Typhoon “Jongdari” made landfall near Ise in Mie Prefecture around 01:00 JST on Sunday morning, July 29, 2018 (16:00 UTC, July 28), with maximum sustained winds of 90 km/h (56 mph) and gusts to 126 km/h (78 mph). Jongdari continued traveling across western Japan, cutting off power to some 150 000 homes, leaving at least 24 people injured and causing extreme heat in the Hokuriku region. The storm is expected to make a loop just south of Kyushu through Tuesday night (local time) and head toward Shanghai, China. Downpours will continue over southern parts of Kyushu and Shikoku.
Airlines canceled many flights to and from the affected regions Sunday for the second day in a row, and train service was delayed or suspended, the Associated Press reported.
At least 15 vehicles, including an ambulance and a police car, were stuck on a water-covered road near the ocean due to high waves in Odawara City near Tokyo. They were eventually caught up in high water, prompting rescue operations. One man that was reported to be missing has since been found safe.
Radar data showed there was rainfall of more than 120 mm (4.7 inches) per hour in Sakurai, Nara Prefecture, in western Japan, Kyodo News reported.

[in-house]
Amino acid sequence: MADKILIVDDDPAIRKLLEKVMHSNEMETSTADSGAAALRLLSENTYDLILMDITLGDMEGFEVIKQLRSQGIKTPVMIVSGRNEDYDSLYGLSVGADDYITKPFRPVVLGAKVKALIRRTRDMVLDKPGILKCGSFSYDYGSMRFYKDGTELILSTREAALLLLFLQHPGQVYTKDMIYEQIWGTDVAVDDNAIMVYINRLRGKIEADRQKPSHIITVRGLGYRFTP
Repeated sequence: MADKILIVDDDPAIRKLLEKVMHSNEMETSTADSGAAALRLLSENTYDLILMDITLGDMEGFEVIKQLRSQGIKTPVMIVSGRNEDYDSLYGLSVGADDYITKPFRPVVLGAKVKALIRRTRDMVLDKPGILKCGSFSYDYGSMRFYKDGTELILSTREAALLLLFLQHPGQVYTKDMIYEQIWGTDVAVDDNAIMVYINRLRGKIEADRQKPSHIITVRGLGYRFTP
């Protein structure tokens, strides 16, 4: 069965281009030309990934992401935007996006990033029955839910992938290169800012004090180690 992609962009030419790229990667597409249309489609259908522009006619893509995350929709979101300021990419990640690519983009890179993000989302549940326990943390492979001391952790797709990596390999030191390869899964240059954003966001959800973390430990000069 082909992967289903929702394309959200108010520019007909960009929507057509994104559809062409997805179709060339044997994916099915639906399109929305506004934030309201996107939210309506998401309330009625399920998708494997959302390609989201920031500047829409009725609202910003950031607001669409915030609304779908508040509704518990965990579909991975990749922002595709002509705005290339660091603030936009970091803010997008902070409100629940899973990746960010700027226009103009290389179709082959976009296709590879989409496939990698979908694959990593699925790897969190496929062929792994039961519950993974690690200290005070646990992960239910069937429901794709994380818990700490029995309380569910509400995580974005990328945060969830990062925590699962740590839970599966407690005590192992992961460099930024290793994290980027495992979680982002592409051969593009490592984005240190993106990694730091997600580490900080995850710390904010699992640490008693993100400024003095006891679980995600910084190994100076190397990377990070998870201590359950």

While Jongdari brought intense rainfall across wide areas, helping people affected by an extreme heatwave, it also led to temperatures rising close to 40 °C (104 °F) in Hokuriku in a phenomenon known as a Foehn wind or moist air that becomes warm and dry after passing over high mountains.
This typhoon had an unusual westbound trajectory, passing directly over regions devastated by recent extreme rainfall and the worst flooding in decades. Luckily, this time many of the residents listened to local authorities who advised residents to evacuate early as a precaution. No injuries or damage were immediately reported.
Temperatures are expected to rise again after the typhoon, bringing back the risk of heatstroke and heat exhaustion.
Tropical Storm “Jongdari” at 10:50 UTC on July 30, 2018. Credit: JMA/Himawari-8, RAMMB/CIRA
After looping just south of Kyushu, Jongdari might move away from Japan and head toward eastern China re-strengthening.
Landfall close to Shanghai is expected on August 2 (UTC).
Featured image: Tropical Storm “Jongdari” at 10:50 UTC on July 30, 2018. Credit: UW-CIMSS